A second justification given by Radin is that of prohibiting the commodified version of the 'good'. In this case, we may be able to say that there is a moral requirement that participation in the environment should not be commodified. The argument here is that allowing market forces to dictate whether we can associate with our friends and family or our avatars “creates and encourages an inferior conception of human flourishing”.1) In a world which encourages rich and diverse social relationships, to have those relationships subject to arbitrary severance by the platform owner may be damaging in itself. The counter argument is that we often allow rich and diverse human relationships to be governed by markets – although, in an idealised form, we may prefer that they were not. Radin's pragmatism deals with the non-ideal scenarios, and accepts that there can be a continuum of degrees of commodification, and that partial market-inalienability may “sometimes substitute for a complete noncommodification that might accord with our ideals but cause too much harm in our nonideal world”.2)
The third justification Radin gives is a domino theory; where commodification changes the nature of the 'good', such that non-commodified and commodified versions cannot co-exist, and there is a moral requirement that the non-commodified version is available, then a prohibition on the commodified version can be desirable. Radin explains that this “can be conceived of as the opposite of a prohibition: there is assumed to exist some moral requirement that a certain “good” be socially available”.3) In this instance, an argument may be that if we allow platform owners the ability to commodify and sever social relationships and avatar connections at will, we are unlikely to see the emergence of non-commodified systems. This suggestion is borne out, to a degree, by Andrew Jankowich's study showing that three quarters of virtual world agreements surveyed “allowed the proprietor to delete a player account at the proprietor's discretion.”4) If we believe that non-commodifiable versions of social relationships in virtual worlds *should* exist, and we also believe that while we allow commodifiable versions they will not emerge satisfactorily, then we may prefer a prohibition on the commodified version.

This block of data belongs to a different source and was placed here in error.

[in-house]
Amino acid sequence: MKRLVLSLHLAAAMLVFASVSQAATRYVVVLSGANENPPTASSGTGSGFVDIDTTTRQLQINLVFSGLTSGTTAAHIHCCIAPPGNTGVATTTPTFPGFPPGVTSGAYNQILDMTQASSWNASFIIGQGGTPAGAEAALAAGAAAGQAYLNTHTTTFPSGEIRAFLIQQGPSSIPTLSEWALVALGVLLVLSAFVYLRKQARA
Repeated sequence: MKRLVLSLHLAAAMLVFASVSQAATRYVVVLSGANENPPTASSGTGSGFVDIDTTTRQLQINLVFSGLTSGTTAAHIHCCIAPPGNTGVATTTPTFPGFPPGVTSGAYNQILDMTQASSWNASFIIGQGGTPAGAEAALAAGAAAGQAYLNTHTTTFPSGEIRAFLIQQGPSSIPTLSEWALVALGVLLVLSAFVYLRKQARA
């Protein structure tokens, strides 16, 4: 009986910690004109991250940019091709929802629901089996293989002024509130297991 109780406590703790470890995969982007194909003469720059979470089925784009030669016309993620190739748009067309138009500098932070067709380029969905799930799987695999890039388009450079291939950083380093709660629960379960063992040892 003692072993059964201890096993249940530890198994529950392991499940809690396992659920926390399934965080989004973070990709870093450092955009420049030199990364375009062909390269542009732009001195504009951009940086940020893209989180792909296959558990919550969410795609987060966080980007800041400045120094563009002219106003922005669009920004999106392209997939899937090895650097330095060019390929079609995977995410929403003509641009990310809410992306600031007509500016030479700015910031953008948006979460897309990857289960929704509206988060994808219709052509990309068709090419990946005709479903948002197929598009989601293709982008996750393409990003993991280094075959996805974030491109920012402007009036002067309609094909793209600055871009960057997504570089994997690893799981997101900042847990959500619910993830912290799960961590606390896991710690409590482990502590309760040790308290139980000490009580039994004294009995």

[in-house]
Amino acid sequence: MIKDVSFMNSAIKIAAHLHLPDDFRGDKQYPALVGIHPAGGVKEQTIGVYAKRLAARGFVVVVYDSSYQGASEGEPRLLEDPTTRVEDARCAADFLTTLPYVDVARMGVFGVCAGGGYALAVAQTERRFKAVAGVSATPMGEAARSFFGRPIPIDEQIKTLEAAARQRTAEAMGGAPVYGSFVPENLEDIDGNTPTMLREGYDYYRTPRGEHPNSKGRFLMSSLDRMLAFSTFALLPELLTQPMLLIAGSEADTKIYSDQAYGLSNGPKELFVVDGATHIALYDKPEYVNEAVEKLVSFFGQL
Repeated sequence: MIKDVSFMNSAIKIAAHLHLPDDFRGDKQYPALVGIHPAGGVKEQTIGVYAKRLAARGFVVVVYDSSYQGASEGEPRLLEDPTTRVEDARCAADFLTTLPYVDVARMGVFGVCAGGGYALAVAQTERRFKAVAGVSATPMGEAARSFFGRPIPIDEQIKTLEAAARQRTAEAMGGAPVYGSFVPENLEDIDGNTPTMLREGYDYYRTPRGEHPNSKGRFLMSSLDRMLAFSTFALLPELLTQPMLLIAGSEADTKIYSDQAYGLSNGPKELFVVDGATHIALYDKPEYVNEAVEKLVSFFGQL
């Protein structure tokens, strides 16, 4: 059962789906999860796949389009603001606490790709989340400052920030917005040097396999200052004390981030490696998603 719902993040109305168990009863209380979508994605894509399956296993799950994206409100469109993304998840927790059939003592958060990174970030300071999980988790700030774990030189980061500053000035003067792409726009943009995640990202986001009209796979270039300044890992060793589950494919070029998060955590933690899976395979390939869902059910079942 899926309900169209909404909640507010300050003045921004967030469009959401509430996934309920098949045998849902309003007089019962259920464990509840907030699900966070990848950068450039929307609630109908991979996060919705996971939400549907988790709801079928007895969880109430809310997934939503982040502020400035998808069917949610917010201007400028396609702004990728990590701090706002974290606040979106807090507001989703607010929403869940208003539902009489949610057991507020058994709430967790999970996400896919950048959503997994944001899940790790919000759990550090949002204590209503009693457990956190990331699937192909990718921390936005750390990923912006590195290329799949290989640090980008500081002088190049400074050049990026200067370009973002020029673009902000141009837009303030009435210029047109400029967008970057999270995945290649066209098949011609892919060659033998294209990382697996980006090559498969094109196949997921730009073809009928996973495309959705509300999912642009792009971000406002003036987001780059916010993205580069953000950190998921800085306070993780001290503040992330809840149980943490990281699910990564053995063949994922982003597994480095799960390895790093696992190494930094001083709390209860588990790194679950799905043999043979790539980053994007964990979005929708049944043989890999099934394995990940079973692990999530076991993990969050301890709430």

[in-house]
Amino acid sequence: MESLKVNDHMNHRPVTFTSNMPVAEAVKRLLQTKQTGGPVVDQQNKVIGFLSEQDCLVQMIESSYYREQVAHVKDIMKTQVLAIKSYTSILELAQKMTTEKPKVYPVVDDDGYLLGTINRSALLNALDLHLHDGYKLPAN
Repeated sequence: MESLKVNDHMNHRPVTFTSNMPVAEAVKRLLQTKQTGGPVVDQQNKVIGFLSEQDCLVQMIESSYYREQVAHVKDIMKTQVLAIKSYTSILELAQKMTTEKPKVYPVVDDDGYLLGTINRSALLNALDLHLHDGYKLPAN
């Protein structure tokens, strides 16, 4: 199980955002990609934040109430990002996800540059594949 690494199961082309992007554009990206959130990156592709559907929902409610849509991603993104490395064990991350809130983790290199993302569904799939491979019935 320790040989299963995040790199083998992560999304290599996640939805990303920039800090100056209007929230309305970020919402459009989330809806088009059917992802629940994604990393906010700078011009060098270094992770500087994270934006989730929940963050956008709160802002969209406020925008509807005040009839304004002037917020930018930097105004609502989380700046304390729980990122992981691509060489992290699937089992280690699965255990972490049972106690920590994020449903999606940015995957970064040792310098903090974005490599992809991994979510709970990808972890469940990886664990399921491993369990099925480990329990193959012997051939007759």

While there are many flaws in my under-developed reasoning, a model of partial market-inalienability may sometimes be suitable. While it would be folly to suggest that participants have an inalienable right not to be ejected from a private space, it may make sense to suggest that participants have an inalienable right not to be removed from a private space which very closely mimics public space without due process. This qualified market-inalienability may also be sufficient to allay the concerns raised by Bartle, in that participants and proprietors of virtual worlds which do not closely resemble public spaces will not be unduly burdened in their liberty to choose arbitrary rules. Similar to the way in which labour is partially commodified, where we allow the overall sale of one's productive force but impose limits in the form of minimum wages and unfair dismissal rules, we can envisage that participant rights in virtual worlds can be productively made partially market-inalienable. The difficulty, as always, will lie in establishing the boundaries.
Overall, I think that Radin's theory provides a fascinating way of approaching the topic of 'avatar rights' which could be very useful in determining which interests can be modified by Terms of Service, by code, and by internal norms in virtual worlds.
Comments, thoughts, or suggestions?